According to customs specialists the Australian government is losing millions of dollars in revenue a year due to inadequate regulation and audit follow-up practices.
Platinum Freight Management chief executive Peter McRae came to this conclusion after reading the April 2017 Border Force Goods Compliance Update released by border.gov.au. Alongside with the ABF annual report, McRae has estimated extraordinarily low customs checks.
While out of the 2445 cargo report audits reported (2016/17), the ABF only had a 3% error rate, this means that only on average 306 checks are being performed a month. This is in comparison to the millions of imports that are landing in Australia each month.
While percentages may appear to have a good compliance rate, the amount of unchecked reports means the actual number could exponentially higher than reported. "This shows the enormous opportunity for abuse of the system - and the very high chance importers have of getting away with it" said Mr McRae.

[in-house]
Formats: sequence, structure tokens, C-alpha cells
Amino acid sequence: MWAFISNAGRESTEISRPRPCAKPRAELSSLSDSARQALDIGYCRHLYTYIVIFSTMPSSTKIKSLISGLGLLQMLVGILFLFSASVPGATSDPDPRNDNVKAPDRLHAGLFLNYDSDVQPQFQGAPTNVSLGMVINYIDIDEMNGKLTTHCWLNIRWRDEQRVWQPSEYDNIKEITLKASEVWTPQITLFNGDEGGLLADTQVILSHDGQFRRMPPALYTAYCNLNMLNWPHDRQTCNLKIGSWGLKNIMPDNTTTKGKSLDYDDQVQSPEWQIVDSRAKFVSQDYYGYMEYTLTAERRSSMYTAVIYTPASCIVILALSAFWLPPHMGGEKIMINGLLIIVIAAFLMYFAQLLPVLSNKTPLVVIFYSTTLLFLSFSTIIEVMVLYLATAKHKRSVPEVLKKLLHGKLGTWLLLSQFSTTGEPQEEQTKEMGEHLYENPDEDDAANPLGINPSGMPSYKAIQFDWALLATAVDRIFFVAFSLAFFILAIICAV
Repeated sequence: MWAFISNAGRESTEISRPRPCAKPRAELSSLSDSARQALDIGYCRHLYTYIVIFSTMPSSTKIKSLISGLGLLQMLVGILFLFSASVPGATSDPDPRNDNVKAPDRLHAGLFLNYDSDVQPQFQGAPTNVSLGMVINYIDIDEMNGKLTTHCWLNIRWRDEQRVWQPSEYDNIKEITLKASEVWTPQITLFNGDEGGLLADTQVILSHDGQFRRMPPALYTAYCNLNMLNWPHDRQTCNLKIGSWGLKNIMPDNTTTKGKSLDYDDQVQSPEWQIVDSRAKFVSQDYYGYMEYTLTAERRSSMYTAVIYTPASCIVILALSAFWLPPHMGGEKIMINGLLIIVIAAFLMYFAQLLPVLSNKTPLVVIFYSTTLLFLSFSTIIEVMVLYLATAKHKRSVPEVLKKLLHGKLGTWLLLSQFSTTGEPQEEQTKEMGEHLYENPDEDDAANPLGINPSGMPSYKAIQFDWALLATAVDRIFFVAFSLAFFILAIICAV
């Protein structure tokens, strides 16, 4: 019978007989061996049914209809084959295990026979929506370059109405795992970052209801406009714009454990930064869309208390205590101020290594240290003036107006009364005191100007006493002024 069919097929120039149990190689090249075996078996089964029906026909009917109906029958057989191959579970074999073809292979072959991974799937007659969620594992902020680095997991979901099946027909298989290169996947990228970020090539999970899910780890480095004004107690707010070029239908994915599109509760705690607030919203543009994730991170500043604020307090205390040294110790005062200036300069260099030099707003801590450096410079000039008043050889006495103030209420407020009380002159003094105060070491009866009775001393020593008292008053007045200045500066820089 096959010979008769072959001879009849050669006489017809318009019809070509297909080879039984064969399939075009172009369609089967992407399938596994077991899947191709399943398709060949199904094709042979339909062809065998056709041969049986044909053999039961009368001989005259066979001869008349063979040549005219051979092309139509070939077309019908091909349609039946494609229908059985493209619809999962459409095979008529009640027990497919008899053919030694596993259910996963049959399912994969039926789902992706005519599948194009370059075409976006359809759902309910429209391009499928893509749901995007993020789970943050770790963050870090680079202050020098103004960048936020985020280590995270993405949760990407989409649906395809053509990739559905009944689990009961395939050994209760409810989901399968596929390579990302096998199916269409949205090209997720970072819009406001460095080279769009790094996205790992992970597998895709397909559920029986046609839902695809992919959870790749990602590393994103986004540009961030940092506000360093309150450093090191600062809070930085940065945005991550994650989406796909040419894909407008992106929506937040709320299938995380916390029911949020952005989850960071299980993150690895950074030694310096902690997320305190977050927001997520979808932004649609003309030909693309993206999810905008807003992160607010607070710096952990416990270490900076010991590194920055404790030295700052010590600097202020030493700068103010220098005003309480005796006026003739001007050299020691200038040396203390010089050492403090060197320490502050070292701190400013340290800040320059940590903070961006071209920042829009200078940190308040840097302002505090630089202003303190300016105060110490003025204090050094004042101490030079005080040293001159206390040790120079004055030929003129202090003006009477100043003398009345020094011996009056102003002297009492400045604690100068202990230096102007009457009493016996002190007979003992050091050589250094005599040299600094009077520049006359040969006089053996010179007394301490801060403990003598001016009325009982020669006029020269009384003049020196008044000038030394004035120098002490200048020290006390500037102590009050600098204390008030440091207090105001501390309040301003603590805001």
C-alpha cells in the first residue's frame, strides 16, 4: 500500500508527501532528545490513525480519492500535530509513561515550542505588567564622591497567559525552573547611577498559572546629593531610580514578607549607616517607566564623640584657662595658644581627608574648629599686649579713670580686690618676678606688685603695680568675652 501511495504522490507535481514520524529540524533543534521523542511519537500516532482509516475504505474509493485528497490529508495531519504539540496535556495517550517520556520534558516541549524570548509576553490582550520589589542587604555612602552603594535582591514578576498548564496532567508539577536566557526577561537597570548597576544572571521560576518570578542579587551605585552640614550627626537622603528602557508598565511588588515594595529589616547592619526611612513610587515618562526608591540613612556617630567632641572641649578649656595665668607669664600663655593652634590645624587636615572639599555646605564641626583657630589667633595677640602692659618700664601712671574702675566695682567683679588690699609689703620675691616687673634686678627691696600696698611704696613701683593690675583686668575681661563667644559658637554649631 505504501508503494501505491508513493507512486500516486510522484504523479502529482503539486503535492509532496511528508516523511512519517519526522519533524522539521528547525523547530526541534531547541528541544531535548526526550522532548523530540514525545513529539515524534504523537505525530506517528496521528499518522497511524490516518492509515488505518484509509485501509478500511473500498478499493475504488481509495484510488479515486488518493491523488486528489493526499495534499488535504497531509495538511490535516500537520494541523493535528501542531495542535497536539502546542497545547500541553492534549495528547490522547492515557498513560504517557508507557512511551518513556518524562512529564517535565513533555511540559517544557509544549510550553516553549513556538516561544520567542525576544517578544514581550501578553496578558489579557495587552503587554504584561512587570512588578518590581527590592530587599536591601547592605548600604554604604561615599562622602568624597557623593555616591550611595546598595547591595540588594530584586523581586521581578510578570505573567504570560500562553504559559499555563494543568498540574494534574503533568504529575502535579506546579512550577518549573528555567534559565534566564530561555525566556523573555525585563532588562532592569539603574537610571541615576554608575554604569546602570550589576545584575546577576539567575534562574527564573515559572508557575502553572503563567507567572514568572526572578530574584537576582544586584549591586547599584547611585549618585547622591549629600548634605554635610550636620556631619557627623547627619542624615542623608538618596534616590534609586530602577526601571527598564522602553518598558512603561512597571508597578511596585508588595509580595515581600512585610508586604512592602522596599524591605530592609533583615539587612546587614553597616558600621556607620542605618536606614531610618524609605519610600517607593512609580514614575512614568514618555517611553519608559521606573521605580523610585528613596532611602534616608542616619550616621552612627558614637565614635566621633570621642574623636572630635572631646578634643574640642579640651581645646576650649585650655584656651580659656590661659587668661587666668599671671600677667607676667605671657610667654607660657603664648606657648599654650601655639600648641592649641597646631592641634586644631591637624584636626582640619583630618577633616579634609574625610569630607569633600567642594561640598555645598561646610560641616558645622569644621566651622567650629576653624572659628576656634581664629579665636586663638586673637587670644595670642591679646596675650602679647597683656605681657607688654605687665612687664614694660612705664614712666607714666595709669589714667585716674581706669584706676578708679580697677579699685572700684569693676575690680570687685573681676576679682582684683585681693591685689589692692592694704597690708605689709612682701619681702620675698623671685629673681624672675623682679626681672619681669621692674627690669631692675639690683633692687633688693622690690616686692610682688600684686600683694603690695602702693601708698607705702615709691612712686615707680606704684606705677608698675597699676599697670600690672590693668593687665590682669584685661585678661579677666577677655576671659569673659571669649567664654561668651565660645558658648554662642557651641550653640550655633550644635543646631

Despite the fact that the undervaluing of goods only carries with it small petty fraud, on a large scale Australia's revenue loss from under or uncharged duty and GST could be in the high millions.
Mr McRae also stated a clear concern regarding the failure to adequately regulate and certify cargo with cargo reporters who were untrained or unlicensed employees of airlines and freighting firms. Because most cargo reporters working for the airlines operate under KPI, the companies are promoting speed delivery of goods through the border, who can obviously a state of continual inaccuracy.
McRae has called for the ABF to install regulation "to ensure adequately trained and licensed brokers handle all reporting in importing, and then partner with them to improve compliance measures and auditing."
This is the only way, the enormous potentiality of petty fraud can be reduced and correct collection of government revenue can be applied.